Jaguar recently went back to Jabbeke, Belgium, to recreate an iconic sprint test. Famous test driver Norman Dewis had set a world record average flying mile speed of 172.4mph in a modified XK 120 about 60 years ago. But last March 2, this sprint test was recreated by a new Jaguar F-Type V8 sports car, driven by 1988 Le Mans 24 hour race-winning driver Andy Wallace.
A quality video that features the sprint test and epic cross country drive event can be viewed at http://youtu.be/RFc42QkiurE. Wallace was given only two miles to test the new Jaguar F-TYPE V8 S’s straight-line speed from a standing start and put it to a stop once more. This car only took 4.2 seconds to go from zero to 62mph. It was also able to reach a top speed of 180mph.
This sprint test kicked off a grand drive event where classic Jaguar XK 120, C-type, D-type and E-type sports cars came together with the new 495 PS F-TYPE in a ‘Jaguar Bloodline’ sports car convoy on its way to Geneva, Switzerland, taking place before the 2013 Salon d’Auto, where the new F-TYPE will be presented at the Jaguar stand.
After the sprint test, Wallace said that he was glad to get Jaguar’s invitation to be the first to take part in a public sprint test in the new F-TYPE. He added that this was an incredible feat particularly since the original sprint test road was five miles today and it only had less than half of that to attain 179 mph.
He said that the car was still sprinting towards its maximum speed when he had to step on the brake. Adrian Hallmark, Global Brand Director, said that the original Jabbeke sprint runs mark the comeback of the Jaguar to Belgium. The XK 120 features an attractive design, outstanding sporting performance, and advanced technologies.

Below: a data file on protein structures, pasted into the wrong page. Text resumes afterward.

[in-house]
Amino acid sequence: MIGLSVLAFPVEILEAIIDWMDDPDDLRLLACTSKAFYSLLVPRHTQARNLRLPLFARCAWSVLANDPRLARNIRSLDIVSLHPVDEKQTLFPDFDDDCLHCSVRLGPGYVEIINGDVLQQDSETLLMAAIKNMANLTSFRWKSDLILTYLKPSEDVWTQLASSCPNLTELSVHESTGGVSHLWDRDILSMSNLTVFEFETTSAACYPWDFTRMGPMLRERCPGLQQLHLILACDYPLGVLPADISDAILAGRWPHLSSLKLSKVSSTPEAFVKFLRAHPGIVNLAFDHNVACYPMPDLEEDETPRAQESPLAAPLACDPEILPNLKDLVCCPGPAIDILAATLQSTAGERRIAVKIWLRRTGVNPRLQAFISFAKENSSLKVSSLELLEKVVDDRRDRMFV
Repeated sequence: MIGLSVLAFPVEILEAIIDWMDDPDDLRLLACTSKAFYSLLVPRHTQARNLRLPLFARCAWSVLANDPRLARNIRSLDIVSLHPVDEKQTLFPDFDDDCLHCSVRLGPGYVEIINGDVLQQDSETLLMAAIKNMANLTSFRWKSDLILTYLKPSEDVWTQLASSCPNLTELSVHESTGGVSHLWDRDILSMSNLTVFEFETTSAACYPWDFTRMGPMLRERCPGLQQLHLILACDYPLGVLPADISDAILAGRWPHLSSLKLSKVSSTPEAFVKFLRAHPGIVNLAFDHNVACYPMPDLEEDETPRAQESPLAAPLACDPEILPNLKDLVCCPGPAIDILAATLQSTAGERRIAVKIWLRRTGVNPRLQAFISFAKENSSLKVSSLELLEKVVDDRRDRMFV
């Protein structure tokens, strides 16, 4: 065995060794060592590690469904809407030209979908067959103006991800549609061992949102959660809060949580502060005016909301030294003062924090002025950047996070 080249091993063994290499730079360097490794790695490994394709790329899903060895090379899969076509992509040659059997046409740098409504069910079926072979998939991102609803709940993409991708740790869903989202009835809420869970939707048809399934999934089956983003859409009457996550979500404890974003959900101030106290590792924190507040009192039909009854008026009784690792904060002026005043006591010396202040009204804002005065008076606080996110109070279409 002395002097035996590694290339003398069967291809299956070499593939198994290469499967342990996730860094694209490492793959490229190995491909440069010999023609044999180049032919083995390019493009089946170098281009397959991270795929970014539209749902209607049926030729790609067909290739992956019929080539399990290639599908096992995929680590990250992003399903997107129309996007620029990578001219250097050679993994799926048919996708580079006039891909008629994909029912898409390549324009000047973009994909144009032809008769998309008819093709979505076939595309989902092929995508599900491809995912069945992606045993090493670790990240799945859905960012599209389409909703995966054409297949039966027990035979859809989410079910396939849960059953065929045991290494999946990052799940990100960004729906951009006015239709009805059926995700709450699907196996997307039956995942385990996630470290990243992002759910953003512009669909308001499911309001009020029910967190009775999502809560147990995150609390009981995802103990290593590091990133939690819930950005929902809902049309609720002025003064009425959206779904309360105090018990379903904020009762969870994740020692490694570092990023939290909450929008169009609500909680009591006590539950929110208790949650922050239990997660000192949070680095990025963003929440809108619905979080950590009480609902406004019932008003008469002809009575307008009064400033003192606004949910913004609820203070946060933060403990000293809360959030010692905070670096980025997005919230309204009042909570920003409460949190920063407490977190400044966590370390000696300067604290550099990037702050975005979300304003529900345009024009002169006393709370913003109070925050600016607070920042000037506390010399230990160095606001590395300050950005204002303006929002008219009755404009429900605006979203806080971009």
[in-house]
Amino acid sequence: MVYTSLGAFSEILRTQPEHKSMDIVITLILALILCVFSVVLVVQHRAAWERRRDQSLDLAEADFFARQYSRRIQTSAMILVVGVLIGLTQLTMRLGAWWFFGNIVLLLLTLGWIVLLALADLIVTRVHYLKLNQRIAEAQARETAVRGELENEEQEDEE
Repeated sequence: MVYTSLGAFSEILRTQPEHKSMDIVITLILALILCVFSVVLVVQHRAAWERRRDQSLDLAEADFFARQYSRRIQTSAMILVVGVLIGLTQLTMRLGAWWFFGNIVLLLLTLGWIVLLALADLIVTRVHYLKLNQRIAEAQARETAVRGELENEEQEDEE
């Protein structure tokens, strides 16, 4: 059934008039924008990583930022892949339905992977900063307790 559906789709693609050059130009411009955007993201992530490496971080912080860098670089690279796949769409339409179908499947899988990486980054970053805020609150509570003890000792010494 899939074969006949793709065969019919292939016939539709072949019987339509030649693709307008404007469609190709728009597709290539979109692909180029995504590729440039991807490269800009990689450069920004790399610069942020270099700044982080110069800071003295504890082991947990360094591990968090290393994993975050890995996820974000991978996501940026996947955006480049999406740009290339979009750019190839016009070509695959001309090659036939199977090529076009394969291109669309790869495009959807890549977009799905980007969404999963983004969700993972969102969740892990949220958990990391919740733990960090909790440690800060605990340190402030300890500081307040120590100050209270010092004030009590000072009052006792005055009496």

Complementing the sweeping line is a feature running back from the side vent. This feature line -- along with the "lightcatcher" surface detailing above the sill – lends the F-Type a sense of speed. This so-called lightcatcher surface detailing also makes it possible for the door surface to wrap around the sides, thereby creating a fuselage effect.
Meanwhile, the second "heartline" expands to form the rear haunch and then sweeps around the rear of the new F-Type. The rear end of the new F-Type features sleek yet clean lines, thanks to an active rear spoiler that deploys at a certain speed to lower the car’s aerodynamic lift. For instance, this spoiler is deployed up when the F-Type’s speed reaches 60 mph. As soon as the car slows down at 40 mph, the spoiler moves back to its flush position. This rear spoiler is complemented by a sculpted rear valance and a front splitter.
Ian Callum, Director of Design at Jaguar, remarked that every aspect of a sports car makes it possible for designers to create something visually exciting -- visceral and physical. He quipped that the design of a sports car should suit its purpose while wrapping up its mechanicals and its occupants in the most beautiful and sensual package, without any unneeded surfaces or decorations. Callum added that a design should have a story – just like every line in the F-Type having a start, a direction and a conclusion.
Meanwhile, the headlights of the new F-Type run vertically – instead of horizontally – drawing attention along the car’s fender crease. Interestingly, the compact xenon unit only employs one projector, while the J-Blade LED running lights further emphasize the design heartline that flows through the lamp.